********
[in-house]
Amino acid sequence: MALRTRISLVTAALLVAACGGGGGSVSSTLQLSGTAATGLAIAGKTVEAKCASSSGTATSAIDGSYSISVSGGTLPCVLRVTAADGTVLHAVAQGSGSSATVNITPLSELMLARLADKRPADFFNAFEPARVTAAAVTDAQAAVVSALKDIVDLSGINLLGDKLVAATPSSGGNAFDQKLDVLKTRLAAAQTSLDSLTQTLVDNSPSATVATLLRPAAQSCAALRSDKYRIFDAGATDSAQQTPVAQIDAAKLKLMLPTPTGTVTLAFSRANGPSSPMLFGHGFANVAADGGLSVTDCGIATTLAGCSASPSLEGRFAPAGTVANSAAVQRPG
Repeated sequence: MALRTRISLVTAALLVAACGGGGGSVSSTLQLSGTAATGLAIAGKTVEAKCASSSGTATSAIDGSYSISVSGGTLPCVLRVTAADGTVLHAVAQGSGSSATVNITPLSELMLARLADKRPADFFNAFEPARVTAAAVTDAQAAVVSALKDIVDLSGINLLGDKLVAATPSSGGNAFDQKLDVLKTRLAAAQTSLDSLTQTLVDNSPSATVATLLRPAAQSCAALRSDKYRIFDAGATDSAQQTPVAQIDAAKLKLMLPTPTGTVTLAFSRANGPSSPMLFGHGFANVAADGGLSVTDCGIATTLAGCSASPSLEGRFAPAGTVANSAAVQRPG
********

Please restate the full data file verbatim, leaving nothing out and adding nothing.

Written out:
[in-house]
Amino acid sequence: MALRTRISLVTAALLVAACGGGGGSVSSTLQLSGTAATGLAIAGKTVEAKCASSSGTATSAIDGSYSISVSGGTLPCVLRVTAADGTVLHAVAQGSGSSATVNITPLSELMLARLADKRPADFFNAFEPARVTAAAVTDAQAAVVSALKDIVDLSGINLLGDKLVAATPSSGGNAFDQKLDVLKTRLAAAQTSLDSLTQTLVDNSPSATVATLLRPAAQSCAALRSDKYRIFDAGATDSAQQTPVAQIDAAKLKLMLPTPTGTVTLAFSRANGPSSPMLFGHGFANVAADGGLSVTDCGIATTLAGCSASPSLEGRFAPAGTVANSAAVQRPG
Repeated sequence: MALRTRISLVTAALLVAACGGGGGSVSSTLQLSGTAATGLAIAGKTVEAKCASSSGTATSAIDGSYSISVSGGTLPCVLRVTAADGTVLHAVAQGSGSSATVNITPLSELMLARLADKRPADFFNAFEPARVTAAAVTDAQAAVVSALKDIVDLSGINLLGDKLVAATPSSGGNAFDQKLDVLKTRLAAAQTSLDSLTQTLVDNSPSATVATLLRPAAQSCAALRSDKYRIFDAGATDSAQQTPVAQIDAAKLKLMLPTPTGTVTLAFSRANGPSSPMLFGHGFANVAADGGLSVTDCGIATTLAGCSASPSLEGRFAPAGTVANSAAVQRPG